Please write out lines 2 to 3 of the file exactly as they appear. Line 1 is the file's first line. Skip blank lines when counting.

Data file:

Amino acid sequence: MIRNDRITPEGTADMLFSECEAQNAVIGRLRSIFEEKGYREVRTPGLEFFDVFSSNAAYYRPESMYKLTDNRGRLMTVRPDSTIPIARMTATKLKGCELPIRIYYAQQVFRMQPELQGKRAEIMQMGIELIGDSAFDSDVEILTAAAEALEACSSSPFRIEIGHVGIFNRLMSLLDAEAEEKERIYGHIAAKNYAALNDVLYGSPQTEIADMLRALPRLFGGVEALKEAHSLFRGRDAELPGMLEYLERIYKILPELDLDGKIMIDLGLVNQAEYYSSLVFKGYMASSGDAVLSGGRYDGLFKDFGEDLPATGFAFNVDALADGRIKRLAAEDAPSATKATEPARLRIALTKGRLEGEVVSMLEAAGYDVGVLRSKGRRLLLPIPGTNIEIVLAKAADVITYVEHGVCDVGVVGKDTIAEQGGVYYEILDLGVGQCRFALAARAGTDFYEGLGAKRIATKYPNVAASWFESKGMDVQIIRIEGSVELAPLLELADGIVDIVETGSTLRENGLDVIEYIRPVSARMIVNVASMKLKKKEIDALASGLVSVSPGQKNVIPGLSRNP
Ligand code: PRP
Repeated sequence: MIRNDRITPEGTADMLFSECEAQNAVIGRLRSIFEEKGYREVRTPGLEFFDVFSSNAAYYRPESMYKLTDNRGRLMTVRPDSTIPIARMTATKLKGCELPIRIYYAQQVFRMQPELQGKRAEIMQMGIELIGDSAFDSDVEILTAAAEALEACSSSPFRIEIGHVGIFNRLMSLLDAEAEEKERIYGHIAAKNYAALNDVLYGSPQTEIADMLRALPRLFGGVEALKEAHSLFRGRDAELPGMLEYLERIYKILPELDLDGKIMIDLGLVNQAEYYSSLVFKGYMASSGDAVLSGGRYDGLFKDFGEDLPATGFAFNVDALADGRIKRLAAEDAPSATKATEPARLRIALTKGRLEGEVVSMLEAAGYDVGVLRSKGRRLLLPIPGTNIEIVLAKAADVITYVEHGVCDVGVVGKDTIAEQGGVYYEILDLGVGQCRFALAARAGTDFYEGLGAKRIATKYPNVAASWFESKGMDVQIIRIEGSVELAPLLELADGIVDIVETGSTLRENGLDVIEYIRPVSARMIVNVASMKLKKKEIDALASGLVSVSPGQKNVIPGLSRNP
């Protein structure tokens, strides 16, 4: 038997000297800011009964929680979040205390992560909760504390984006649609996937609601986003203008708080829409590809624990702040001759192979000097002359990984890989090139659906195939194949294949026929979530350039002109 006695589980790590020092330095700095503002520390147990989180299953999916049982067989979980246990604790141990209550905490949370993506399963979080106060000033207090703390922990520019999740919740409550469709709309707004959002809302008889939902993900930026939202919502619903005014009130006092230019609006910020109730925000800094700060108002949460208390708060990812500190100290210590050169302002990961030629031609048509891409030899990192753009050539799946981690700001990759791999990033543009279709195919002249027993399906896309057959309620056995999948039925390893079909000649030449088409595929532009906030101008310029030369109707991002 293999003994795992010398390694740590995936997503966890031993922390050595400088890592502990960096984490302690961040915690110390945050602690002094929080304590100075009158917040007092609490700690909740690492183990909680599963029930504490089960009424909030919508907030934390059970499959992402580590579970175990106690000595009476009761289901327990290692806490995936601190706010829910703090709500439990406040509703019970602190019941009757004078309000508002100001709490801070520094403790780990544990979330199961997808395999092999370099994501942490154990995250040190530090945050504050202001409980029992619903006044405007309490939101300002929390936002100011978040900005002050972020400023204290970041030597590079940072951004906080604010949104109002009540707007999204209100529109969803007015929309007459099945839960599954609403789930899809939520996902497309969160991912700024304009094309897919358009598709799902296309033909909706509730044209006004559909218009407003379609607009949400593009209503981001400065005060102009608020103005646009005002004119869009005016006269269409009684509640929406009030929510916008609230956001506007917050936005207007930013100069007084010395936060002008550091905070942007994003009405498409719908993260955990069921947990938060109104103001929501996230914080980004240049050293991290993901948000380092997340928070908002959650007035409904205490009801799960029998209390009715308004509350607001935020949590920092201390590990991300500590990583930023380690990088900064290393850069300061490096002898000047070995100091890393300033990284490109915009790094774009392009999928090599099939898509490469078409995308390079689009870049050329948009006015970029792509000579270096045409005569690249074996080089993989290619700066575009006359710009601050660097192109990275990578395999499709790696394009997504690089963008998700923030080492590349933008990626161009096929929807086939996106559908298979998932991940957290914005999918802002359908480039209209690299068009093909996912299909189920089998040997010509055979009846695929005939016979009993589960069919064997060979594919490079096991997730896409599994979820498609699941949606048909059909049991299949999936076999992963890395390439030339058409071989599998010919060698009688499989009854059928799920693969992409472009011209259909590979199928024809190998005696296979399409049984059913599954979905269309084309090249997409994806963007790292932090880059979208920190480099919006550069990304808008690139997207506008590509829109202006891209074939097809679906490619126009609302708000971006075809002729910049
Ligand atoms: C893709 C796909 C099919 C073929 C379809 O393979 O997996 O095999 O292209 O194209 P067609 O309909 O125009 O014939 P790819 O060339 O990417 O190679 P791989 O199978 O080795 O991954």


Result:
Ligand code: PRP
Repeated sequence: MIRNDRITPEGTADMLFSECEAQNAVIGRLRSIFEEKGYREVRTPGLEFFDVFSSNAAYYRPESMYKLTDNRGRLMTVRPDSTIPIARMTATKLKGCELPIRIYYAQQVFRMQPELQGKRAEIMQMGIELIGDSAFDSDVEILTAAAEALEACSSSPFRIEIGHVGIFNRLMSLLDAEAEEKERIYGHIAAKNYAALNDVLYGSPQTEIADMLRALPRLFGGVEALKEAHSLFRGRDAELPGMLEYLERIYKILPELDLDGKIMIDLGLVNQAEYYSSLVFKGYMASSGDAVLSGGRYDGLFKDFGEDLPATGFAFNVDALADGRIKRLAAEDAPSATKATEPARLRIALTKGRLEGEVVSMLEAAGYDVGVLRSKGRRLLLPIPGTNIEIVLAKAADVITYVEHGVCDVGVVGKDTIAEQGGVYYEILDLGVGQCRFALAARAGTDFYEGLGAKRIATKYPNVAASWFESKGMDVQIIRIEGSVELAPLLELADGIVDIVETGSTLRENGLDVIEYIRPVSARMIVNVASMKLKKKEIDALASGLVSVSPGQKNVIPGLSRNP